Growing: This isn’t about getting in on a fad. Ideally, you want to enter a niche market that’s going to grow as your site does. For example, more small business owners are becoming aware of the importance of online reputation management. This is only going to become more popular in the coming years. You can get an objective measure of keyword growth by typing a few of your market’s keywords into Google Trends.
As you can see in this screenshot, more people are searching for reputation management than ever before:
Finding Money Keywords
Once you have your market and niche in place it’s time to get your hands dirty with keyword research.
Here’s how to do it:
Enter a root keyword into the Google Keyword Tool. You should see something like this (be sure to choose [exact] match).
From this list, you want to pick keywords that:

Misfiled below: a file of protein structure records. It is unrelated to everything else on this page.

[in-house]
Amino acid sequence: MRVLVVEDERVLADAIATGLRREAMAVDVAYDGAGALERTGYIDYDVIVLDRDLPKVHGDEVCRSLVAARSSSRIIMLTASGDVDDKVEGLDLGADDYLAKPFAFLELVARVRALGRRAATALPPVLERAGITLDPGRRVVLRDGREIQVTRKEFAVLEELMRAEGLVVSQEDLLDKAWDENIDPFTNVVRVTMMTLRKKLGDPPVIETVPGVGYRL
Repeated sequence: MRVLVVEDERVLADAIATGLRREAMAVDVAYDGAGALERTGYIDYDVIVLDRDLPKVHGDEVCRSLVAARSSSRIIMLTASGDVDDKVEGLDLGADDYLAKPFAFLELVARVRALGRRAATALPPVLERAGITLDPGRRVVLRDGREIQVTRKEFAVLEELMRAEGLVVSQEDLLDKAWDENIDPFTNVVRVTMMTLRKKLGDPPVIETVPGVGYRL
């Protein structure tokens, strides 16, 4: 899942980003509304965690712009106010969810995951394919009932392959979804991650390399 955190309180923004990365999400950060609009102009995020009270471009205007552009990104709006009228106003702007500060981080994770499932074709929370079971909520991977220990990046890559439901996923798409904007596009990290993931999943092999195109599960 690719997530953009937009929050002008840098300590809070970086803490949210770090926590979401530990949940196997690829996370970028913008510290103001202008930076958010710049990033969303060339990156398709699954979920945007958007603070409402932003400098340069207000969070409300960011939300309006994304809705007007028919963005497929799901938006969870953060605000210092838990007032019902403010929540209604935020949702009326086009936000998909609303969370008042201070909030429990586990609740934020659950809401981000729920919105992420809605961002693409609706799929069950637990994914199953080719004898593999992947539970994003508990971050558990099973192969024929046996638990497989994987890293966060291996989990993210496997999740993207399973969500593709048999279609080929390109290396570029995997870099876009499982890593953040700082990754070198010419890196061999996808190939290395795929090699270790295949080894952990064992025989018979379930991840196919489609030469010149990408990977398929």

Have Buyer-Intent: Nothing’s worse than a tidal wave of traffic with only a few pennies to show for it. The great thing about keyword research is that you can practically read the searcher’s mind simply by keeping your eyes peeled for buyer words imbedded inside of their search phrase. For example, keywords that contain words like “review”, “prices”, “comparison” and “services” tend to convert better than generic keywords that are generally used by people looking strictly for information.
Another way to gauge buyer intent is through the average CPC in Adwords. Thousands of advertisers have largely done the work of finding profitable keywords for you. Keywords that have pricey bids are almost always better-converting than those with lower bids.
Have Search Volume: There’s no magic number on how many searches you need. It largely depends on your niche and how large you want your site to become. A good way to determine if a keyword is worthwhile is to estimate how much you’ll make per 1000 impressions (RPM). Iit may be worth writing content for keyword has a high RPM even if the search volume isn’t anything special.